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After getting hit in the head by a pitch, Addison Russell is hit in the pocketbook by the Cubs

By putting him on the concussion injured list, the Cubs won’t have to pay Russell a $100,000 contract bonus.

Chicago Cubs v Milwaukee Brewers
Addison Russell is helped after being hit in the head by pitch.
Dylan Buell/Getty Images

Whatever intangible reasons the Cubs might have had for putting Addison Russell on the concussion injured list Sunday, they gained one clear tangible advantage:

They avoided paying him a $100,000 contract bonus by assuring at least seven inactive days during the expanded-roster period that otherwise made the transaction moot.

Whether it ultimately amounts to a parting shot for the former All-Star shortstop depends on whether he’s swept up in the roster changes many expect to be made after the season.

For now, it’s the latest chapter in a long-running saga that started with a domestic-violence investigation two years ago. That culminated in a 40-game suspension that began last September and was followed by the Cubs’ controversial decision to retain Russell during the suspension.

And it might yet lead to a union grievance on his behalf. The short-term injured lists rarely are used in September because no roster advantage is gained when all members of the 40-man roster are eligible, except in some strategic cases.

For example, the Cubs used the 10-day IL in the first week of this month for closer Craig Kimbrel’s sore elbow as a means to allow infielder David Bote to return to the active roster. Bote had been optioned to the minors Aug. 31 and, by rule, wasn’t eligible to return for 10 days unless replacing a player put on the IL.

Russell, who was hit in the head by a pitch Sept. 8 in Milwaukee, was in the concussion protocol as the Cubs went to San Diego for their next series, but the seven-day concussion IL was considered irrelevant because it had no impact on roster flexibility or the requirements and processes under the protocol.

After the IL move was made Sunday (backdated the maximum three days to Thursday), Cubs officials said it was about fully respecting and adhering to the protocol.

But nothing in the concussion rules mandated in the collective-bargaining agreement required the move, and Major League Baseball wasn’t involved in compelling it or otherwise suggesting it.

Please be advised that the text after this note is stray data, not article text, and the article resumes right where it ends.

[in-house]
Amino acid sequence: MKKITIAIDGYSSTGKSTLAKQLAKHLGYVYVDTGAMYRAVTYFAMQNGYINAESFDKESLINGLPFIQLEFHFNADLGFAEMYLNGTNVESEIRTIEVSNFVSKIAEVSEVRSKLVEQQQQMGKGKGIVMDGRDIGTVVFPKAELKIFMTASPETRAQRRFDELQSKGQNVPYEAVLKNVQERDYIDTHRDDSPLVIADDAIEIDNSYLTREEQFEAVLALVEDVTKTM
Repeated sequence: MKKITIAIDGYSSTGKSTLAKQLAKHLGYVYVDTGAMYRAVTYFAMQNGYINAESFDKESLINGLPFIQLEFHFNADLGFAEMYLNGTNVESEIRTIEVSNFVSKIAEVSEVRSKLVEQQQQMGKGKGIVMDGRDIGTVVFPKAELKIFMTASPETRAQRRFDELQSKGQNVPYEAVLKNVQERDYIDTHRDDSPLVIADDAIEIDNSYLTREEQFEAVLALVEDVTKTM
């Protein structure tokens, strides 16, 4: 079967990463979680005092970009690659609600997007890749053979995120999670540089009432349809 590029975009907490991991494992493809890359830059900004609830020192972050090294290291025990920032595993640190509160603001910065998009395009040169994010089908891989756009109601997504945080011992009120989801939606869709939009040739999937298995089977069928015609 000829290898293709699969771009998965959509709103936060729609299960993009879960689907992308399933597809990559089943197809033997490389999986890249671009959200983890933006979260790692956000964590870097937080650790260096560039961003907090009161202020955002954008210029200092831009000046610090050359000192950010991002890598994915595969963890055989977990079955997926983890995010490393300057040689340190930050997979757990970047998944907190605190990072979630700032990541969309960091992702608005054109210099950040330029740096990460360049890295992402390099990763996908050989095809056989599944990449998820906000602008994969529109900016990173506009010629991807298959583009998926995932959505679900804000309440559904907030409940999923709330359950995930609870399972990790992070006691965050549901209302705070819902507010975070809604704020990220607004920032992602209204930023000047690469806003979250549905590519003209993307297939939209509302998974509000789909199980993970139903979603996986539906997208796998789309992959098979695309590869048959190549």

The only tangible result is that instead of finishing the season with 122 days on the active roster, Russell is assured of missing the 120-day threshold that would have triggered his last available roster bonus.

That means a $3.1 billion franchise with the fourth-highest revenues in baseball will pocket $100,000 it otherwise would have paid.

Russell, who spent the first month of the season serving out his suspension, finishes with a $3.7 million salary.

Neither the Cubs nor Russell’s agent, Scott Boras, dispute the math. But both also declined to comment about the issue, with the Cubs standing by their earlier comments regarding their reasons.

Whether the union gets involved, there were no indications Tuesday that a grievance had been filed yet.

Russell, the National League’s starting All-Star shortstop during the Cubs’ 2016 World Series season, lost his shortstop job to Javy Baez during the suspension. He took over the position when Baez suffered a hairline fracture in his left thumb on a slide Sept. 1.

After getting hit by the pitch, Russell was replaced by top prospect Nico Hoerner, who was called up from Class AA as an emergency replacement last week. Hoerner has looked impressive enough that manager Joe Maddon said twice during the homestand that Hoerner might stay at short even after Russell returns from the IL.

Hoerner at least appears to be playing his way into position to compete for a big-league job in the Cubs’ middle infield next spring, which might have an impact on how the Cubs view Russell and some others heading into next season.

Russell’s first eligible day to return from IL is Thursday, when the Cubs open a four-game series against the Cardinals. He participated in pregame work on the field the last two days.